Faith / Family / Ordinary Life

Going Home

Going Home
We are saddened by the recent death of Denis’ mother. At the same time just when we’d almost lost hope of spring ever arriving, the Northern blood root in my garden poked her green tongues through the frozen ground. Ever in need of redirecting my wandering heart, Holy Week is here now to remind us of the true Hope we have in Jesus.

Recently, I came across an essay written 20 years ago when a dear friend, MaryJane Worden Clark died. Twenty years! As if we cannot comprehend the passing days of our lives we often declare: I can’t believe it’s been that long! Today it seems appropriate to resurrect it during this season of our lives:

Three days before she died, MaryJane, wrote:
It’s interesting to look back just a few days, and see how gradual, but inexorable this process is. (When was the last time I drove the car? Went for a hike? Felt like going out for dinner?) For awhile I was pretty intentional about anticipating all those ‘last times’ … but now it just seems to be happening. (Hmm… I wonder if I’ll ever have the strength to do a real shower again?) And while there seems to be little point in lamenting what’s past, I do miss a lot of the small pleasures, like enjoying food, being able to take a walk comfortably, even just getting my body in and out of bed. Every day I’m surprised at how much less energy I have …

Another frustration is not being able to get beyond a shallow, superficial level spiritually and emotionally. Drugs, I think. And so I continue to depend on you, friends, to remind me that God promises to be present with us through each part of the journey. I also need reminders that there can be something redemptive about pain and suffering…it’s easy to lose sight of that in the swirling chaos of pain and discomfort that sometimes overcomes us here.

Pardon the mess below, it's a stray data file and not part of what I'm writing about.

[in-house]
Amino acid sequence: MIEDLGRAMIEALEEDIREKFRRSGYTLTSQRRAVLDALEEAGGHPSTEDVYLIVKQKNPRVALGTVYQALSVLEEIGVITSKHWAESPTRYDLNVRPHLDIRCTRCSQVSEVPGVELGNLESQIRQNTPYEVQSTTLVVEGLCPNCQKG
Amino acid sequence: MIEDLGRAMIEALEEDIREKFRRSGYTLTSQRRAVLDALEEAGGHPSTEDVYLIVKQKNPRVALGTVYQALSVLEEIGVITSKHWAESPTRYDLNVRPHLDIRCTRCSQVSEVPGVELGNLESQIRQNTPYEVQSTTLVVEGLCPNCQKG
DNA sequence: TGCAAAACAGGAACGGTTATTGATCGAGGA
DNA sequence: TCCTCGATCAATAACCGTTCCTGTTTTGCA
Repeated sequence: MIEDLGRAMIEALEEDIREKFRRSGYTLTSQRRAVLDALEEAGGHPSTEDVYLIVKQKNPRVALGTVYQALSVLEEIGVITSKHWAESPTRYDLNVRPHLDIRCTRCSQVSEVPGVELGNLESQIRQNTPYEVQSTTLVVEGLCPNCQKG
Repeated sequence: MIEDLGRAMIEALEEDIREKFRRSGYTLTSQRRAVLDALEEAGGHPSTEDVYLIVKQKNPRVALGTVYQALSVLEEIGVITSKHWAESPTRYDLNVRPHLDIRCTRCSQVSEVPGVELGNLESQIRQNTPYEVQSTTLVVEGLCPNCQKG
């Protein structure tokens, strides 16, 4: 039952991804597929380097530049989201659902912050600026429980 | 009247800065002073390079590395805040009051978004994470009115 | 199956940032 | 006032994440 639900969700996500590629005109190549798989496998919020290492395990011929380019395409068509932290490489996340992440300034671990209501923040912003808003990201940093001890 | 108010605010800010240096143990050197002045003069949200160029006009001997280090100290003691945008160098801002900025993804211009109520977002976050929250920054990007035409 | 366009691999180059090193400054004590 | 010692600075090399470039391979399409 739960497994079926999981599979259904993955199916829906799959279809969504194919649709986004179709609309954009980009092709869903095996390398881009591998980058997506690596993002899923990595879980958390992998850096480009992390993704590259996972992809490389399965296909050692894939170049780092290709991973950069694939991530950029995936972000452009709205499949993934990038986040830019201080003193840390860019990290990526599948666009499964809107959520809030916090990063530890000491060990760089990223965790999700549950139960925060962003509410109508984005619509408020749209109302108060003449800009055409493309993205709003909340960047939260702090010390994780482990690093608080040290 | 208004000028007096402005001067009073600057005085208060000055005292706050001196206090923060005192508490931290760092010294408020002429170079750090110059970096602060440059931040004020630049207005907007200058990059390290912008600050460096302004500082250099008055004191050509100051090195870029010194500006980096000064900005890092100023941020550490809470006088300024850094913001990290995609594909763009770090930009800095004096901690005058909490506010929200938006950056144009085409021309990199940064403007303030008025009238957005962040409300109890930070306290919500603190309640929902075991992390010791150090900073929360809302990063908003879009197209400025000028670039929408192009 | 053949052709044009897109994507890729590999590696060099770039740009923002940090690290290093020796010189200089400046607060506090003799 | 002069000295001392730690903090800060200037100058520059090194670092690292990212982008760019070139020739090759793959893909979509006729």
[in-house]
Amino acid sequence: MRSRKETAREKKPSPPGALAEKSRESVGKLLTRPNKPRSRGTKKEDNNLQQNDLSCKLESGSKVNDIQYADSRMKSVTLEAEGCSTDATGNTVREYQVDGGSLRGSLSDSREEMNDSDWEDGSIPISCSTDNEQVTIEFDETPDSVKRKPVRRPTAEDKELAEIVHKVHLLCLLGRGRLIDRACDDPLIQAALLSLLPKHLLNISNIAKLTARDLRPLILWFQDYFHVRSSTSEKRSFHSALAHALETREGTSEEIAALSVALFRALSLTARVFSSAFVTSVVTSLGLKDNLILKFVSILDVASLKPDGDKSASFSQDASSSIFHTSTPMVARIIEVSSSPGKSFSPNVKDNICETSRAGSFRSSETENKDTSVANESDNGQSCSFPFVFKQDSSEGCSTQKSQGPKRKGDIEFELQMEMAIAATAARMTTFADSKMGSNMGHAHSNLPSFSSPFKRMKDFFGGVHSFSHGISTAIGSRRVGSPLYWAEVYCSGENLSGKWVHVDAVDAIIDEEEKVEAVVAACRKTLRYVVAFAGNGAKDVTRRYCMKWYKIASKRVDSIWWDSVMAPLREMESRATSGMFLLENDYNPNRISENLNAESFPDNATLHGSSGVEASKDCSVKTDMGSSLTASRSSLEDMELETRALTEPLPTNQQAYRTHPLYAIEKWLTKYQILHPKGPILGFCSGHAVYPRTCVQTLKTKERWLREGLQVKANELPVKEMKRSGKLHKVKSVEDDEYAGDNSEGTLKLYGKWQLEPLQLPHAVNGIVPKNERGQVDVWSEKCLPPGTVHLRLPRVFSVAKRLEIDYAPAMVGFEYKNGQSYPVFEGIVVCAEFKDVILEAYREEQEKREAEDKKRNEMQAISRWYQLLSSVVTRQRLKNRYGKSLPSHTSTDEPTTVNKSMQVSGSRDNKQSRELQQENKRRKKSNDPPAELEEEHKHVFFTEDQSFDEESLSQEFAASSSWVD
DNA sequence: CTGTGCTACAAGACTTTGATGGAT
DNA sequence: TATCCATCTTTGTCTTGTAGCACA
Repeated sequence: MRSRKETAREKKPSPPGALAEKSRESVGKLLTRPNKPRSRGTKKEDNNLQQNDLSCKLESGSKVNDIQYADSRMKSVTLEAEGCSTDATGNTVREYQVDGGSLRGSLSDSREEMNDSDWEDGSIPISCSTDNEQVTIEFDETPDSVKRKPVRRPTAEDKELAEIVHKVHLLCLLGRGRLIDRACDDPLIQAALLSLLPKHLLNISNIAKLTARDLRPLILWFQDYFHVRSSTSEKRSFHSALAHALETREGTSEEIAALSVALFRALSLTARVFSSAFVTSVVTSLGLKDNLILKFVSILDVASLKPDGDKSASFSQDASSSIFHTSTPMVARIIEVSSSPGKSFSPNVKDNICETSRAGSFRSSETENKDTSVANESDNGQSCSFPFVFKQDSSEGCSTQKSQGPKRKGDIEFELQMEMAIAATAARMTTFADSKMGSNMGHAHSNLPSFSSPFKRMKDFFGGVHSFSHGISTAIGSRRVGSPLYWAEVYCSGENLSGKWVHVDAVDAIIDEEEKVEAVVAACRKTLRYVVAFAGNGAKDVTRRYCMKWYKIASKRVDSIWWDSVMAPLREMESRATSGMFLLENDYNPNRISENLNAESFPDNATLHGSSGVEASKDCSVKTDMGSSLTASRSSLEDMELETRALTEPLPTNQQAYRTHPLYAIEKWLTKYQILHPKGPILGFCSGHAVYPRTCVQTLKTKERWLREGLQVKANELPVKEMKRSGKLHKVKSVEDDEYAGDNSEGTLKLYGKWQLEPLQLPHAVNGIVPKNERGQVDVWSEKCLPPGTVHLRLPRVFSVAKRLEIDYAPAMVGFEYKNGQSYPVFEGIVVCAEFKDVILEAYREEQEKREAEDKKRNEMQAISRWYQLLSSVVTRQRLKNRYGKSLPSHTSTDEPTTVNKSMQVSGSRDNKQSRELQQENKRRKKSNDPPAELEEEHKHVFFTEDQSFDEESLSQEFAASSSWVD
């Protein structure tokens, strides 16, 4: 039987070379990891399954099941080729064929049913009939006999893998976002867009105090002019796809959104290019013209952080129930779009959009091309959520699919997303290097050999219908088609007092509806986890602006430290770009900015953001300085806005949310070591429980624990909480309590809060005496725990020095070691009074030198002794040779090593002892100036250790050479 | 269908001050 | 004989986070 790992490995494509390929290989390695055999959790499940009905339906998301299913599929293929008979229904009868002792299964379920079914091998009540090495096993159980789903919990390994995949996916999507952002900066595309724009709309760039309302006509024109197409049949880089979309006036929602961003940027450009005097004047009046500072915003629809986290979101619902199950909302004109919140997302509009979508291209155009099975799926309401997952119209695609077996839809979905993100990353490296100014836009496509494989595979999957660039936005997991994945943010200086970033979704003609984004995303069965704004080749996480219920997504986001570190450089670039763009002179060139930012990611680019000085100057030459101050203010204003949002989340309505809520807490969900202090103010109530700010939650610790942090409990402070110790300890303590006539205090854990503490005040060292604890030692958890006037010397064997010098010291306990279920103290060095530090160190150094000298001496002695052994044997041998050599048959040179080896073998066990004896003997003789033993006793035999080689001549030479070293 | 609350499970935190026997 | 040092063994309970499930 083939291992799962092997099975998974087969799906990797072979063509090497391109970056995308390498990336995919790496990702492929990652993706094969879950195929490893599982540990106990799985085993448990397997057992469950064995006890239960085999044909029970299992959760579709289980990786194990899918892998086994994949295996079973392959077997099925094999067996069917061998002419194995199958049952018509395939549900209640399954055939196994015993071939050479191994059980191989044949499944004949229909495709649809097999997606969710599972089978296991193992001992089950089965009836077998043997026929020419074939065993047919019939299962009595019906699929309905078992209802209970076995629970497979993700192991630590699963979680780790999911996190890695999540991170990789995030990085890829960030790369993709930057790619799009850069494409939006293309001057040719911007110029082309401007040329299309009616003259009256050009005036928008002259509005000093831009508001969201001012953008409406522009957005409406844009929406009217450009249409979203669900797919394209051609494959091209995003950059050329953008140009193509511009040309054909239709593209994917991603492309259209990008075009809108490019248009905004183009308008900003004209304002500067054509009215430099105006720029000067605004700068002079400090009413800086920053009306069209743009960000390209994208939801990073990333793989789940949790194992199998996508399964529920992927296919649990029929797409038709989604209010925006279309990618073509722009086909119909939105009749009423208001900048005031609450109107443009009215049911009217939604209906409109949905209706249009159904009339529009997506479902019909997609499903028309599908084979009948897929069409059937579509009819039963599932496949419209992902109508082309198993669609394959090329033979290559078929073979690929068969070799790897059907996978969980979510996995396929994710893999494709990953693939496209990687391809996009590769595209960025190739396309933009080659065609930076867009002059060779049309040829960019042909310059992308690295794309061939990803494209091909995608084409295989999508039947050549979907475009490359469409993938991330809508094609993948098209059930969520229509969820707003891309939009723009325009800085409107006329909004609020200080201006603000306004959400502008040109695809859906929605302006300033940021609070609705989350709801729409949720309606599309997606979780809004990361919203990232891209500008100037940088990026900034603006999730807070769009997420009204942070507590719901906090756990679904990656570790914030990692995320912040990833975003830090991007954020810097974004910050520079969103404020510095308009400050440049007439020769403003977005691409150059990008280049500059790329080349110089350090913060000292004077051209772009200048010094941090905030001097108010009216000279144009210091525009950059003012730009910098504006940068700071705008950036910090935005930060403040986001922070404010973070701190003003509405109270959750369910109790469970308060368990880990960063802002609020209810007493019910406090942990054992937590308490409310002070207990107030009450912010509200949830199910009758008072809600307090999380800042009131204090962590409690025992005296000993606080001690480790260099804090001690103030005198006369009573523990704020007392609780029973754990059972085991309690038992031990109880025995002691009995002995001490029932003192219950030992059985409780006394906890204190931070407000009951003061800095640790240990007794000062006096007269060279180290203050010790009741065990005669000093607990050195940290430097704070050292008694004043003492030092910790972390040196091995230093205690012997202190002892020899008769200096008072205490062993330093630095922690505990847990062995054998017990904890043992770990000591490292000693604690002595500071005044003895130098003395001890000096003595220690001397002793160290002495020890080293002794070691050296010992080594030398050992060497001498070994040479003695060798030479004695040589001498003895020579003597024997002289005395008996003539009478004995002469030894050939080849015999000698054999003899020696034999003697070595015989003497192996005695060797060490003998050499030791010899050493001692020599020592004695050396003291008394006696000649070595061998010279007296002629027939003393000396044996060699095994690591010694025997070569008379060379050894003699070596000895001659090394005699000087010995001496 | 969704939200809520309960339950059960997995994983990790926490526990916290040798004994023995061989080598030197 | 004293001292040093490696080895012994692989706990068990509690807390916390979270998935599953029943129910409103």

Four weeks earlier, MaryJane and her family held a Celebration of Life. Knowing that she was in the final stages of melanoma she did not want to miss her own funeral so she invited the people she loved to join her for a good-by party—an afternoon of singing, Scripture reading, sharing of prayers and memories, and a thirty minute roast of her life that had everyone laughing and crying. We were unable to join them, but so thankful that we’d visited MaryJane and Harry only three months earlier.

On March 31st she went Home.

Waiting for Consolation
Who or what consoles when you lose your best friend, your life companion, your wife, your mother?